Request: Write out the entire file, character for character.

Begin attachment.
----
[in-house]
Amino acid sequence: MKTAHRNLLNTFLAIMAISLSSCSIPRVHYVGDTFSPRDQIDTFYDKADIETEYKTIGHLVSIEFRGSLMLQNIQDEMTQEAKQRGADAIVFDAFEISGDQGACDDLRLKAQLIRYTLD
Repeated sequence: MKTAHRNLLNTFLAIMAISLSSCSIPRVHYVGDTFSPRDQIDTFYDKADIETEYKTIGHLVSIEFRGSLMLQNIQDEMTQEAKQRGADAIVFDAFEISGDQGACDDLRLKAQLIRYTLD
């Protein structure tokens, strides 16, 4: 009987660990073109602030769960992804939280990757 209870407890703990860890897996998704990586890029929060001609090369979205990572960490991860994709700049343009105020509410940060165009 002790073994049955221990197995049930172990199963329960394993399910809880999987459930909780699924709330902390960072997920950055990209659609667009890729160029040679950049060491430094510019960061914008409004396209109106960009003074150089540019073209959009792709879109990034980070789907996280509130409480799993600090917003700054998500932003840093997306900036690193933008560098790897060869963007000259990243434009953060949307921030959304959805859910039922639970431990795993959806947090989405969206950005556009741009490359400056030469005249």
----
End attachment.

[in-house]
Amino acid sequence: MKTAHRNLLNTFLAIMAISLSSCSIPRVHYVGDTFSPRDQIDTFYDKADIETEYKTIGHLVSIEFRGSLMLQNIQDEMTQEAKQRGADAIVFDAFEISGDQGACDDLRLKAQLIRYTLD
Repeated sequence: MKTAHRNLLNTFLAIMAISLSSCSIPRVHYVGDTFSPRDQIDTFYDKADIETEYKTIGHLVSIEFRGSLMLQNIQDEMTQEAKQRGADAIVFDAFEISGDQGACDDLRLKAQLIRYTLD
């Protein structure tokens, strides 16, 4: 009987660990073109602030769960992804939280990757 209870407890703990860890897996998704990586890029929060001609090369979205990572960490991860994709700049343009105020509410940060165009 002790073994049955221990197995049930172990199963329960394993399910809880999987459930909780699924709330902390960072997920950055990209659609667009890729160029040679950049060491430094510019960061914008409004396209109106960009003074150089540019073209959009792709879109990034980070789907996280509130409480799993600090917003700054998500932003840093997306900036690193933008560098790897060869963007000259990243434009953060949307921030959304959805859910039922639970431990795993959806947090989405969206950005556009741009490359400056030469005249």